Europe: ARTICLE 19 welcomes the Council of Europe recommendation on the human rights impacts of algorithmic systems

ARTICLE 19 welcomes the recommendation issued by the Committee of Ministers of the Council of Europe on 8 April 2020 on algorithmic automated systems and human rights. ARTICLE 19 was a member of the expert committee (MSI-AUT) that provided the initial draft for the recommendation.

The recommendation provides a blueprint for how human rights should be respected in the context of algorithmic decision-making. Algorithmic processes have become ever more ubiquitous in our everyday life. They offer the promise of greater efficiency and problem-solving across many different areas, including communication, transportation, education and health. At the same time, they also present great challenges to human rights, including the rights to freedom of expression, privacy and data protection, freedom of assembly, freedom of religion, freedom from discrimination, the right to a fair trial and economic and social rights among others. This is especially so given that they operate at scale and speed in ways which are both incredibly complex and often inscrutable.

For this reason, the recommendation outlines several key steps that States and the private sector should follow in order to ensure that the design, development and deployment of such technologies comply with human rights standards.

  • Ongoing assessment and review of human rights impact: States and private actors should assess, monitor and review the human rights impact of algorithmic systems from their inception through to their deployment and interaction with other technologies on a regular basis. In particular, they should assess the risk of any adverse effects on human rights as a result of the provenance and quality of the data being put into or extracted from algorithmic systems. They should also consider the potential for the inappropriate and de-contextualised use of datasets, as well as other risks such as the de-anonymisation of data and the generation of new, inferred, potentially sensitive data.
  • Risk management: Once identified, States and private actors should take appropriate action to prevent and effectively minimise those adverse effects. In practice, this means that at a minimum States should ensure that algorithmic design, development and ongoing deployment processes incorporate safety, privacy, data protection and security safeguards by design. If a human rights impact assessment identifies significant human rights risks that cannot be mitigated, the algorithmic system should not be implemented or otherwise used by any public authority.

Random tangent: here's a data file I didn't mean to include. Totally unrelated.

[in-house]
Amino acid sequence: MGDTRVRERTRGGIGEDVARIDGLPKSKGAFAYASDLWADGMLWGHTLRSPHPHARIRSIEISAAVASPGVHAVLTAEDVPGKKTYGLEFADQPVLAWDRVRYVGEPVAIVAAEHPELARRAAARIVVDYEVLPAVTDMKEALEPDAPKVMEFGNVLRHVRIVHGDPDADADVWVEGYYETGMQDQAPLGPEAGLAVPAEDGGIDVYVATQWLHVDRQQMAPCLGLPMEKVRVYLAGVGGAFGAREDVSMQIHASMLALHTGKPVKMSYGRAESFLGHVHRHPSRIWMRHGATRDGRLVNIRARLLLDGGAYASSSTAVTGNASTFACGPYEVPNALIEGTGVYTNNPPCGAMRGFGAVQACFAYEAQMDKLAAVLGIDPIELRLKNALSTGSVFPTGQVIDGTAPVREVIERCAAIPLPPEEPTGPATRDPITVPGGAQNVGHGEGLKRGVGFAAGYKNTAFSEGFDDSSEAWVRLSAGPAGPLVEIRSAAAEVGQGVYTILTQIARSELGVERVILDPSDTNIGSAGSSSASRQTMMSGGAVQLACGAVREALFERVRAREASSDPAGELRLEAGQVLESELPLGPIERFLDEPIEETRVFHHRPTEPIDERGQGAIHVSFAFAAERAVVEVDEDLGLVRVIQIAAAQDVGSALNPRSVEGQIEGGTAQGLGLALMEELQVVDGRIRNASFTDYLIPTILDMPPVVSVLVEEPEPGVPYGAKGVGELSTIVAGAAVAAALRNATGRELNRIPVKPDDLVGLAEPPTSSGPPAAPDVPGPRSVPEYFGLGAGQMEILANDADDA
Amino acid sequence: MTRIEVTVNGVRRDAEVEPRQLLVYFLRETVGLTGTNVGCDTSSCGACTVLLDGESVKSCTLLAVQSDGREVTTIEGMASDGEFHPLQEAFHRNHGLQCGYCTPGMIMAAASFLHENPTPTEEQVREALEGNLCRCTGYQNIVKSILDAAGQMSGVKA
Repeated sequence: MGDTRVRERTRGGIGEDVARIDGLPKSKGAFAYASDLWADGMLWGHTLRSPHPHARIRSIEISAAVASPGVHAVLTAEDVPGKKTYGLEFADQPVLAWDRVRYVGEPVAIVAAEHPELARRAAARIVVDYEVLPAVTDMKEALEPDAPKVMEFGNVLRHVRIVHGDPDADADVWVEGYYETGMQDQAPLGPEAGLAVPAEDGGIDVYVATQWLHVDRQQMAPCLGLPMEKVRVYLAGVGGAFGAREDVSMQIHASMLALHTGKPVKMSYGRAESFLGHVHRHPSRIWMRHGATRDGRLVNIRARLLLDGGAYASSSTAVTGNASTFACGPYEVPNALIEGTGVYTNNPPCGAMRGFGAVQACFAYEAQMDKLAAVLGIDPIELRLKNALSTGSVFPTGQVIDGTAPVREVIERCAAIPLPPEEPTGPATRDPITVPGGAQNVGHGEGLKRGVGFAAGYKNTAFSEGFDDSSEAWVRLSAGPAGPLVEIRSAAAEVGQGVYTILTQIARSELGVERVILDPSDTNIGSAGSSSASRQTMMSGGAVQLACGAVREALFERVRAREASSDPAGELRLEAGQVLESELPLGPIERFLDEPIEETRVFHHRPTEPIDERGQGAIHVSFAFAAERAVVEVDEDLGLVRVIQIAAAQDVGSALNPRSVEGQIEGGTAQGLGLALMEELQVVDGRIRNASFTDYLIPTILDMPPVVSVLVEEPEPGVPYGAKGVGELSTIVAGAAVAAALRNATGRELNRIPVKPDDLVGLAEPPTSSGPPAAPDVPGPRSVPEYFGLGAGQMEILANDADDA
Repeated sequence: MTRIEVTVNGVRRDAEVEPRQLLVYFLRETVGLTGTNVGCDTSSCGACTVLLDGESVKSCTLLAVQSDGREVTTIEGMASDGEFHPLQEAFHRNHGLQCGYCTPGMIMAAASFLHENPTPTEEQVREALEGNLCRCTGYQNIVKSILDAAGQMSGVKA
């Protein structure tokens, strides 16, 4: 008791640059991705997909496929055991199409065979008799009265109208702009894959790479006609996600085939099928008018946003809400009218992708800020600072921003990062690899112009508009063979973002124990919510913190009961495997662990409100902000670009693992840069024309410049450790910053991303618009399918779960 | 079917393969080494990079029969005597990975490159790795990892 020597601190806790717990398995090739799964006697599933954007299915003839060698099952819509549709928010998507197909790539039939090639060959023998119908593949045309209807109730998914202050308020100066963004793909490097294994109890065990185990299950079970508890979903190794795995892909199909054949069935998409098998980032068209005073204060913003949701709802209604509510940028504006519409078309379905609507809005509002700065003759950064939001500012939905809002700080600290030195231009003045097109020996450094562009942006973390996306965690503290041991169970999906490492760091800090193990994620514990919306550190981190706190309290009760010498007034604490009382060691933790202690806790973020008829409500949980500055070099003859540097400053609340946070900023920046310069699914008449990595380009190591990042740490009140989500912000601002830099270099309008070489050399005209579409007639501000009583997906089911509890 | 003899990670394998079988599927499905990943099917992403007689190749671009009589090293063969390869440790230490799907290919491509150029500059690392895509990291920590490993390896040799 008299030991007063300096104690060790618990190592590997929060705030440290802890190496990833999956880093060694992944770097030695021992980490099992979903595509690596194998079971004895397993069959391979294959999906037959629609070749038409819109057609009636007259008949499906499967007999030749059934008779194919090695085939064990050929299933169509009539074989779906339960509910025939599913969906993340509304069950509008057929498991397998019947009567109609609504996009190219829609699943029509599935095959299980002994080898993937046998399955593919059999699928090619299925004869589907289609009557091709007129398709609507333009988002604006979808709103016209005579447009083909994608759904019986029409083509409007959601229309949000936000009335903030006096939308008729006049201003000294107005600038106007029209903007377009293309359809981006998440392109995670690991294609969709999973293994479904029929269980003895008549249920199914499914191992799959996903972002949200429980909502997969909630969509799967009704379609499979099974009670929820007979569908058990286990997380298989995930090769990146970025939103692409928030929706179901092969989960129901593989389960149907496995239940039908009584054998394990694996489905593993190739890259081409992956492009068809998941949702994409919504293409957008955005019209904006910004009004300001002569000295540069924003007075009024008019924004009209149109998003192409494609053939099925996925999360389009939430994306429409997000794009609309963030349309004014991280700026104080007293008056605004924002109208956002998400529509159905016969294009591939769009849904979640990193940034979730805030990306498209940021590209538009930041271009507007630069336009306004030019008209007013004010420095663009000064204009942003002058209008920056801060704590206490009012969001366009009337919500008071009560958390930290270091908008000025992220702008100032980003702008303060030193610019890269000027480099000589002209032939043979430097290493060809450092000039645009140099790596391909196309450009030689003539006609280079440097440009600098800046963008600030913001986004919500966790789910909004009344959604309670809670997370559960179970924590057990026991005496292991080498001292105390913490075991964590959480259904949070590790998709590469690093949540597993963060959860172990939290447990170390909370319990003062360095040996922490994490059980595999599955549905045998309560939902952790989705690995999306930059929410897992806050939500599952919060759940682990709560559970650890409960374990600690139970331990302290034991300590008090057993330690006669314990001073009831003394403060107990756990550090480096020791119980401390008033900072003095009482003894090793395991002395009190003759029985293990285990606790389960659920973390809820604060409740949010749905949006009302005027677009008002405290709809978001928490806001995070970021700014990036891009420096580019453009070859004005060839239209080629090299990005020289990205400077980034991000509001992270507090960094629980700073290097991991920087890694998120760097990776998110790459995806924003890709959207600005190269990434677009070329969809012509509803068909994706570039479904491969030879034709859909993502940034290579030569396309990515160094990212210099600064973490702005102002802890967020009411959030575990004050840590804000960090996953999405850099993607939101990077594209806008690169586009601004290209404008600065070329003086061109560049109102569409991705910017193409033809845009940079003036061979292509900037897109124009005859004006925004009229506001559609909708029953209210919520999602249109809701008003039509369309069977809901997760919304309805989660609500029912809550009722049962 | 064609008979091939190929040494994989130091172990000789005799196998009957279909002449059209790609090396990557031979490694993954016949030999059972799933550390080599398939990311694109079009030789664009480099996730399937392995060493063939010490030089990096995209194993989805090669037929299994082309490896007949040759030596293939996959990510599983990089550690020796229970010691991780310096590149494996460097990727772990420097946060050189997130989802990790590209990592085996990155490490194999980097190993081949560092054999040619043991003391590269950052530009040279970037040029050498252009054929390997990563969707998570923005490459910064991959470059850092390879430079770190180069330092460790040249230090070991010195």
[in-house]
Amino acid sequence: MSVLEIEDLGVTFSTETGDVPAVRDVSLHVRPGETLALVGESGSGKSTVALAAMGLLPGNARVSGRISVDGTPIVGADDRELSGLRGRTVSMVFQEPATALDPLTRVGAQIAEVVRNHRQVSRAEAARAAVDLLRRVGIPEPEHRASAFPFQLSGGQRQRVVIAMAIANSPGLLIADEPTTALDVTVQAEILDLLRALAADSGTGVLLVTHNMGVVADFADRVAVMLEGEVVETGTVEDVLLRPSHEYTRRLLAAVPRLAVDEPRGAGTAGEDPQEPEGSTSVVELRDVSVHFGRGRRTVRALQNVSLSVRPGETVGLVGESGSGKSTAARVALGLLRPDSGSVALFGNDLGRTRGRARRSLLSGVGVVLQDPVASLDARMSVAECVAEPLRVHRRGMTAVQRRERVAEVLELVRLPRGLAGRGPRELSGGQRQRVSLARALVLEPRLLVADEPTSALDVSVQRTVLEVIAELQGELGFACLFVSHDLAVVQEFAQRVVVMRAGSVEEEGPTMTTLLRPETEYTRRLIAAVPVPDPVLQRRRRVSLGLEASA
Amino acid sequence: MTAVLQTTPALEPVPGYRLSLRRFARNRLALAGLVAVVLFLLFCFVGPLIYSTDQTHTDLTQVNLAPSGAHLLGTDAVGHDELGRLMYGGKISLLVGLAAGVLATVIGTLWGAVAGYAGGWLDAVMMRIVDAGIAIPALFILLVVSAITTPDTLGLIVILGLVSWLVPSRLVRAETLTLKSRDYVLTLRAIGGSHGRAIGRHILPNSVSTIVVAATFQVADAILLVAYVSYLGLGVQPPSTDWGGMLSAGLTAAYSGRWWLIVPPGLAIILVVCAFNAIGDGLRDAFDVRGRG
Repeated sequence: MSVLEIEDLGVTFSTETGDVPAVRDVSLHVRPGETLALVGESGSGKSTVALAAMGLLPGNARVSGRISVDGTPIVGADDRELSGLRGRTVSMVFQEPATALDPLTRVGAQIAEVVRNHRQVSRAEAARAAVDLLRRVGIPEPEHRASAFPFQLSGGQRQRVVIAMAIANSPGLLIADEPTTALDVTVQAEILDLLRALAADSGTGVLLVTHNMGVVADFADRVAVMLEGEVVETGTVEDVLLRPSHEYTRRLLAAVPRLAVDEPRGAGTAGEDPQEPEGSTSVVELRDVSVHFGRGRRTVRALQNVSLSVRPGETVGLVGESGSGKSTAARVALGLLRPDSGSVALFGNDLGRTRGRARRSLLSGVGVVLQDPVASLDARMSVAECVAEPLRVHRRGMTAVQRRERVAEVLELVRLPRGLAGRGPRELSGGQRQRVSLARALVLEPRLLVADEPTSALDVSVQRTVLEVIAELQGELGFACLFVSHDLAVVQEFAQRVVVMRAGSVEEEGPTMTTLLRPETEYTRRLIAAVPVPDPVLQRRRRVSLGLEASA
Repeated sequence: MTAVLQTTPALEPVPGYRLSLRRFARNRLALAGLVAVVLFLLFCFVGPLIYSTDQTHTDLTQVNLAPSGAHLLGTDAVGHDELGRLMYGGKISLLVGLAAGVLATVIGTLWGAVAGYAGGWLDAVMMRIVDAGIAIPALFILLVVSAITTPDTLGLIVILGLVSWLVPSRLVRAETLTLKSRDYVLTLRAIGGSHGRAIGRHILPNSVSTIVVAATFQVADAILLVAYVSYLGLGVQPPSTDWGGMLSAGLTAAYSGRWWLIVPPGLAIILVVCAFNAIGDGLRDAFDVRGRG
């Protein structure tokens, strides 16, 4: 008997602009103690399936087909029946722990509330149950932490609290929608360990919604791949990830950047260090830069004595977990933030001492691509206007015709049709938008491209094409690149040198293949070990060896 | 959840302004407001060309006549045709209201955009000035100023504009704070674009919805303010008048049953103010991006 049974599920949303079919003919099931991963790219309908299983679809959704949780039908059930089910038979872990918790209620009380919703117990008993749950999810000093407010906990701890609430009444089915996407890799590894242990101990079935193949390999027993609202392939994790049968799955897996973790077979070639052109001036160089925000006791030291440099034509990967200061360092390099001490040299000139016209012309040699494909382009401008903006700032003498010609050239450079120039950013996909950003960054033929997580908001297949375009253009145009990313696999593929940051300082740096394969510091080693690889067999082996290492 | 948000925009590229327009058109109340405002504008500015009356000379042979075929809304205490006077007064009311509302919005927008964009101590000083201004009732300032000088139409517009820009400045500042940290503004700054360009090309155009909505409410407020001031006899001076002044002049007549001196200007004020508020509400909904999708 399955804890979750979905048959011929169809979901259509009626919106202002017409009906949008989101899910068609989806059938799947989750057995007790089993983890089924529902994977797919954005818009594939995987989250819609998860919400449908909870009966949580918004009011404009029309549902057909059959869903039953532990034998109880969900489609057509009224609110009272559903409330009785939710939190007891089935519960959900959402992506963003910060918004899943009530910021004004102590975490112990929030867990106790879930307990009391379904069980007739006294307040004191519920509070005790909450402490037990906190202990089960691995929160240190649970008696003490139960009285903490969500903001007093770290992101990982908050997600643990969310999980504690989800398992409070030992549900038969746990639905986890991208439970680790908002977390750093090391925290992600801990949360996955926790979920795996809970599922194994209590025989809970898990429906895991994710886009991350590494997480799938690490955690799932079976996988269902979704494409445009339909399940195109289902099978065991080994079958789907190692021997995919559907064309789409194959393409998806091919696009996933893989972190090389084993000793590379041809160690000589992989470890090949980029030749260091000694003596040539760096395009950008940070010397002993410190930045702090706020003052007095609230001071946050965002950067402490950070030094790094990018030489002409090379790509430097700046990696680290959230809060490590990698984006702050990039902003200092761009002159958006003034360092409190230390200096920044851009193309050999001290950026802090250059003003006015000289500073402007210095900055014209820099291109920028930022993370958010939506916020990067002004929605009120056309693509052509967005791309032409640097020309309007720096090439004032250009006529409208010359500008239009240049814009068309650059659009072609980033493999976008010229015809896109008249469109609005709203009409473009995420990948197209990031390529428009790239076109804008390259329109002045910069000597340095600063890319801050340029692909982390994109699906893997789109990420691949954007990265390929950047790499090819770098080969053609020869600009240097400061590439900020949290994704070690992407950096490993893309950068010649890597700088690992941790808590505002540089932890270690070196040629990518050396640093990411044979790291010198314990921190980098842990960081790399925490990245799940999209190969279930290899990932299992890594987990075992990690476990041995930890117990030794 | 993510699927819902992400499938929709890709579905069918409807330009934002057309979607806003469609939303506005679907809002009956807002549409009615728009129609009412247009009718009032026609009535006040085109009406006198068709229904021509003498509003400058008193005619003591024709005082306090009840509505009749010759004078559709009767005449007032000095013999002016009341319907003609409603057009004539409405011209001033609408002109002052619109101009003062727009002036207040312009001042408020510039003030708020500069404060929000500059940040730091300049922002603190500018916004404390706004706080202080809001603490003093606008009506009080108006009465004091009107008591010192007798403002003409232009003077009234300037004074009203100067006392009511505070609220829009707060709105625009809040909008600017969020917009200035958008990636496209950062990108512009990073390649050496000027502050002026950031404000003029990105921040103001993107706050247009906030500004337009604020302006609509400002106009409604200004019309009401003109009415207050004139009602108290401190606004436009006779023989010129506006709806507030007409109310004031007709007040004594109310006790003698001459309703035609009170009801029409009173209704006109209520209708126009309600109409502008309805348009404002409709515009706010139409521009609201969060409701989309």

• Accountability: States should put in place independent and adequately resourced institutions that set and oversee the implementation of general or sector-specific benchmarks and safeguards to ensure the compatibility of the design, development and ongoing deployment of algorithmic systems with human rights. Effective redress measures should also be created both by States and the private sector for both individuals and groups negatively impacted by algorithmic based decisions.
  • Transparency: Actors that use algorithmic processes should be able to provide easy and accessible explanations with respect to the data that is used by the algorithm, the procedures and criteria the algorithm uses to make its decision. Data collection methods should be made accessible in order to spot the potential biases that may be embedded in the algorithm’s design. More generally, appropriate levels of transparency should be maintained throughout the process of procurement, design, development and use of algorithmic systems, notwithstanding claims of intellectual property or trade secrets.
  • Public awareness and stakeholder consultation: States and the private sector should engage in regular consultation with the public and all relevant stakeholders to discuss, debate and listen to concerns raised about the human rights impacts of algorithmic systems. In particular, States should foster general public awareness of the capacity, power and consequential impacts of algorithmic systems, including their potential use to manipulate, exploit, deceive or distribute resources, with a view to enabling all individuals and groups to be aware of their rights and to know how to put them into practice, and how to use digital technologies for their own benefit.

ARTICLE 19 encourages States, the private sector and all others working in the field of algorithmic decision-making to follow the recommendations laid out in this new standard-setting instrument issued by the Council of Europe.